Conflict of interest statement: No conflicts declared.
Social and non-social visual attention patterns and associative learning in infants at risk for autism
Article first published online: 26 APR 2010
© 2010 The Authors. Journal compilation © 2010 Association for Child and Adolescent Mental Health
Journal of Child Psychology and Psychiatry
Volume 51, Issue 9, pages 989–997, September 2010
How to Cite
Bhat, A.N., Galloway, J.C. and Landa, R.J. (2010), Social and non-social visual attention patterns and associative learning in infants at risk for autism. Journal of Child Psychology and Psychiatry, 51: 989–997. doi: 10.1111/j.1469-7610.2010.02262.x
- Issue published online: 12 AUG 2010
- Article first published online: 26 APR 2010
- Manuscript accepted 8 March 2010
Background: Social inattention is common in children with autism whereas associative learning capabilities are considered a relative strength. Identifying early precursors of impairment associated with autism could lead to earlier identification of this disorder. The present study compared social and non-social visual attention patterns as well as associative learning in infant siblings of children with autism (AU sibs) and low-risk (LR) infants at 6 months of age.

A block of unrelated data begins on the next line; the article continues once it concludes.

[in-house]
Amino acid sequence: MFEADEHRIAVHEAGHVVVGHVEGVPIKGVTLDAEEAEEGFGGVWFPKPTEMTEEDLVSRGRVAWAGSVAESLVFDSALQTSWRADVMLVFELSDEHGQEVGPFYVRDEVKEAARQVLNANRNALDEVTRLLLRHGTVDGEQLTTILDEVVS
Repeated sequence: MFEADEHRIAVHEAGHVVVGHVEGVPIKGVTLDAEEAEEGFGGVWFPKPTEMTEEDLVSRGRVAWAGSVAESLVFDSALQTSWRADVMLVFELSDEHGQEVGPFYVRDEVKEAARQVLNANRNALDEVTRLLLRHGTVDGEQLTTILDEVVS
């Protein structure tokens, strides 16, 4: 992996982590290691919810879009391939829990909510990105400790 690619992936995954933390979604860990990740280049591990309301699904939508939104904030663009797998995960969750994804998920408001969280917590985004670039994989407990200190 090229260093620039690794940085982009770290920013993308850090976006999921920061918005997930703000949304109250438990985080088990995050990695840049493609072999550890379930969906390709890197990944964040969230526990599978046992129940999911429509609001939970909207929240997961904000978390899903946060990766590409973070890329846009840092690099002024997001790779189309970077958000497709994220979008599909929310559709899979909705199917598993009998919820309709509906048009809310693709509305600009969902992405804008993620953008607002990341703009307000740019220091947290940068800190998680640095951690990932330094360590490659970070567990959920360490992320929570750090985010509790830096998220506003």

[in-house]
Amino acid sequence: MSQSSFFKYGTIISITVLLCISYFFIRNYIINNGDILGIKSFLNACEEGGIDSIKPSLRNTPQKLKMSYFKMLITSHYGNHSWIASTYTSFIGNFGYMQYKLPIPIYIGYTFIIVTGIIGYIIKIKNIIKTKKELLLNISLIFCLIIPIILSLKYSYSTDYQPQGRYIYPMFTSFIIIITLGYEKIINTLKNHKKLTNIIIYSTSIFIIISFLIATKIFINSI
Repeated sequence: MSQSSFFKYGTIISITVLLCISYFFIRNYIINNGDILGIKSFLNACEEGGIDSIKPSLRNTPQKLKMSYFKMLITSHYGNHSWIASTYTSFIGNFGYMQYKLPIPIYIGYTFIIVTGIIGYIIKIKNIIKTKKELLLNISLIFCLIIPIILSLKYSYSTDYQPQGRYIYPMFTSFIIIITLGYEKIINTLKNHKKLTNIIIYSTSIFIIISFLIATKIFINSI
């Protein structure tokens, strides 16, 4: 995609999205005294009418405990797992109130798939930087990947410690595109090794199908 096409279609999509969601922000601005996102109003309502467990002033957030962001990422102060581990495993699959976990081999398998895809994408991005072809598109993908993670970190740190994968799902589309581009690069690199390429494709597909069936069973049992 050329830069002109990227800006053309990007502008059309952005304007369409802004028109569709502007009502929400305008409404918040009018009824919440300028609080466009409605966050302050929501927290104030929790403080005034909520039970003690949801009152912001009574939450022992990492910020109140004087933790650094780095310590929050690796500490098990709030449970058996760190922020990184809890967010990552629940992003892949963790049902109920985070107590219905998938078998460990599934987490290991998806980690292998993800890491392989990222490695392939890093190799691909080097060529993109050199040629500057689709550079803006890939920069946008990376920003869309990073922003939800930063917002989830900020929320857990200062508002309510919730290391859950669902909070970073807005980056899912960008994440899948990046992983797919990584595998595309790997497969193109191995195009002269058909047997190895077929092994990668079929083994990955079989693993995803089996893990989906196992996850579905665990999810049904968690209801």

Methods: Twenty-five AU sibs and 25 LR infants were observed in a novel social-object learning task, within which attention to social and non-social cues was contrasted. Video recorded data were coded for percent duration of gaze to objects or caregiver. Movement rates to activate the toy within the associative learning task were also quantified.
Results: Both groups learned the association between moving a switch and activating a cause–effect toy. AU sibs spent less time looking at caregivers and more time looking at the toy or joystick when their caregivers made no attempts to engage their attention. However, response to caregiver-initiated social bids was comparable for both groups.
Conclusions: Infrequent self-initiated socially directed gaze may be an early marker of later social and communication delays.